Friday 1 October 2010

The good (?) old Viking times

Does Greenland have any bad weather at all?! – we ask ourselves. Another day full of bright sunshine and blue sky lies behind us. Another day full of highlights with more landings, more Viking remains, more scenery. 
However, when the alarm clock rang this morning the first reaction was an “oh no!” as it was still dark outside and very early. But yes, a tough program was waiting for us and the first landing started at 7.30. Hvalsey was the destination and once awake, everybody was delighted to presence a spectacular sunrise.
When we arrived, the ruins of the Vikings were still in the shadow, but as time passed by, we could almost see how the first sunrays began to illuminate the old buildings. Hvalsey offers the best preserved Viking church and it was here that the last documented wedding took place, back in 1408. It is also the last written record of the Norsemen before they disappeared from Greenland.
Around 9 o’clock we lifted the anchor again to reach out for our next landing place: Qassiarsuk. It was an amazing sail through the Tunulliarfik Fjord (Eriksfjord) with new snow on the peaks at the starboard side. Despite the sunshine, there is no doubt that winter is approaching – we could clearly see the sea starting to freeze. In Qassiarsuk, the beaches were covered with thin little ice plates and in some parts there was still frost even in the afternoon.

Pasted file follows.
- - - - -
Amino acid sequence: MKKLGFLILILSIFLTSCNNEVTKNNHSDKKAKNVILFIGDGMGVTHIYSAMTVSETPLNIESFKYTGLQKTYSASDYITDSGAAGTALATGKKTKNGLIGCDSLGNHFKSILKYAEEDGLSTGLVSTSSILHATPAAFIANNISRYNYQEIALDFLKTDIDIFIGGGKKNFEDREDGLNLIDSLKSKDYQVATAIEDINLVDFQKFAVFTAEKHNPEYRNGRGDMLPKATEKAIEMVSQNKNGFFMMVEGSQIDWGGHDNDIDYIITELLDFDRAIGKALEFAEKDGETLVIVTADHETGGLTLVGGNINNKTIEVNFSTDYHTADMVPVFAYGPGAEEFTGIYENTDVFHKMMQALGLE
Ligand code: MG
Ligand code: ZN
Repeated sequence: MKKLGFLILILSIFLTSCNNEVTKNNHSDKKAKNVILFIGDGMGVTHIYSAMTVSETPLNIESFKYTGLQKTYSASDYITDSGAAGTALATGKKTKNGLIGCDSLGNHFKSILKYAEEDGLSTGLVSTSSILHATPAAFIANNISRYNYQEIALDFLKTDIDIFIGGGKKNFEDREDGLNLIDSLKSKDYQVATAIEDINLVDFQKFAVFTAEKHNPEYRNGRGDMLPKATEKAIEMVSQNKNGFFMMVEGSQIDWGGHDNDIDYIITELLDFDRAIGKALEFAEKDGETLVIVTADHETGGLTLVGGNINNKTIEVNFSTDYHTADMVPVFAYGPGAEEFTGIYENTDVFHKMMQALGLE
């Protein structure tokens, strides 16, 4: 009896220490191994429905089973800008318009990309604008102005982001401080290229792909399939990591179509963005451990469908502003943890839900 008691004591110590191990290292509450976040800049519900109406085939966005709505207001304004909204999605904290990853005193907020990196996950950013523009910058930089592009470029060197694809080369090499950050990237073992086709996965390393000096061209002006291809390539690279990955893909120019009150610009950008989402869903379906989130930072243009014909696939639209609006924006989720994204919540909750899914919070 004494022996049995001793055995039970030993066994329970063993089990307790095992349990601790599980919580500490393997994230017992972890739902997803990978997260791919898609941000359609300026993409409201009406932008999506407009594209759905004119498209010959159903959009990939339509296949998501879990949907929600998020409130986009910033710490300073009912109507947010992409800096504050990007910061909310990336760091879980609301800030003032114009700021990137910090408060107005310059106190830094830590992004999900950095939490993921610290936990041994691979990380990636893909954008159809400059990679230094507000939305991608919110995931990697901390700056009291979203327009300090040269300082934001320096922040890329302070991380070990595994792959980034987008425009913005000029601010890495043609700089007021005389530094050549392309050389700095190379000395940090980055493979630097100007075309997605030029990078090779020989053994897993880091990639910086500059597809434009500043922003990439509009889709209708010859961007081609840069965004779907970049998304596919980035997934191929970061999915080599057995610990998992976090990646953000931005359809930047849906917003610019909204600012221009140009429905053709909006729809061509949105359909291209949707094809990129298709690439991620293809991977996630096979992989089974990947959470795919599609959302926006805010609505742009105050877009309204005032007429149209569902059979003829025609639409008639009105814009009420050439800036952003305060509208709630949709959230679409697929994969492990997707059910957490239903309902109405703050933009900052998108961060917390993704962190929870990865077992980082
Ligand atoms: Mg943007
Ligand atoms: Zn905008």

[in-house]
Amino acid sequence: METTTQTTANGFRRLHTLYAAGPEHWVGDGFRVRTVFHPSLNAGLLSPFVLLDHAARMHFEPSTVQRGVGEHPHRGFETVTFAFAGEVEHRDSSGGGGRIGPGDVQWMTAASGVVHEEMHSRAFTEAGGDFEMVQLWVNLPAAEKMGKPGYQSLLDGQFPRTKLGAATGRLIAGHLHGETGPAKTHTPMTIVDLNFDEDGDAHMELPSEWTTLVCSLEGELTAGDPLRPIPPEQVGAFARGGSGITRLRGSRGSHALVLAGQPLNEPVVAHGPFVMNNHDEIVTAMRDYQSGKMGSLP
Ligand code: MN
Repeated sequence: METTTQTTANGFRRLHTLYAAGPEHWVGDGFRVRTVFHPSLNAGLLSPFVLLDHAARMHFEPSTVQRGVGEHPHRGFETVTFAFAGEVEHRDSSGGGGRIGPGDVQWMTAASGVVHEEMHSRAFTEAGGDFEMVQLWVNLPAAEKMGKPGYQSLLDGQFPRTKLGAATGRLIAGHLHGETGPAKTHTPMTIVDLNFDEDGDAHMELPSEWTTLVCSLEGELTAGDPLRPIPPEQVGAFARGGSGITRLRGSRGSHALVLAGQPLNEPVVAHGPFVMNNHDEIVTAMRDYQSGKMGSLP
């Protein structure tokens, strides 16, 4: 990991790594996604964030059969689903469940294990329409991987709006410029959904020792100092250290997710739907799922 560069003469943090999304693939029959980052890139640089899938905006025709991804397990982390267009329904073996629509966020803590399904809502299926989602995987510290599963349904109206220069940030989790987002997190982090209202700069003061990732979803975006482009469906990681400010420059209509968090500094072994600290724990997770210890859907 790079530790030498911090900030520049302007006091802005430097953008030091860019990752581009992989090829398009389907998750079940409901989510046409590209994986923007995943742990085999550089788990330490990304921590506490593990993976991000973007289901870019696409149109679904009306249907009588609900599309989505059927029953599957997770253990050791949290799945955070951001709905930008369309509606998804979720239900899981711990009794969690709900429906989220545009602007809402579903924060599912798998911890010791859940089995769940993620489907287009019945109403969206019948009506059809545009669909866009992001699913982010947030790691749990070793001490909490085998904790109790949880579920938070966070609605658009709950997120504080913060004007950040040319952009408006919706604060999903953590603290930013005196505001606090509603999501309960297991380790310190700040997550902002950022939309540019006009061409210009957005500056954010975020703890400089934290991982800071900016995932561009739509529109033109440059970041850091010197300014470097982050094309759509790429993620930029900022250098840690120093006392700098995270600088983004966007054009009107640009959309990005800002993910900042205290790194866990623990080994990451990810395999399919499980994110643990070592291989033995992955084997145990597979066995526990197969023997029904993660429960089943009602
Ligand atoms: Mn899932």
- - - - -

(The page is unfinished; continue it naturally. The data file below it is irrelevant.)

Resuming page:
Qassiarsuk is an important historical place as it was here that Erik the Red, the first Viking to settle in Greenland, established his farm around 1000 years ago. Ruins of the old church and other buildings reminded us of those times, and despite the Vikings have gone long ago, still today the area is very green (for the first time we understand the word Green-land!) and used for sheep farming.
Local guides gave us a tour through the 40-souls village. At the end, by the replica of the Norsemen’s church and a longhouse, Tjorhilde, Erik the Red’s wife, was waiting for us. Ok – not she in person of course - but she did look very authentic! It was Edda from Iceland who in a dramatic one-woman-show made history become alive. We could imagine it all: violence, murder, passion and the strong will to colonize this new country.
And now we will follow Leif the Lucky (whose monument watches over the settlement) on his explorations that took him even farther…to the west…and to find another continent – today called North America!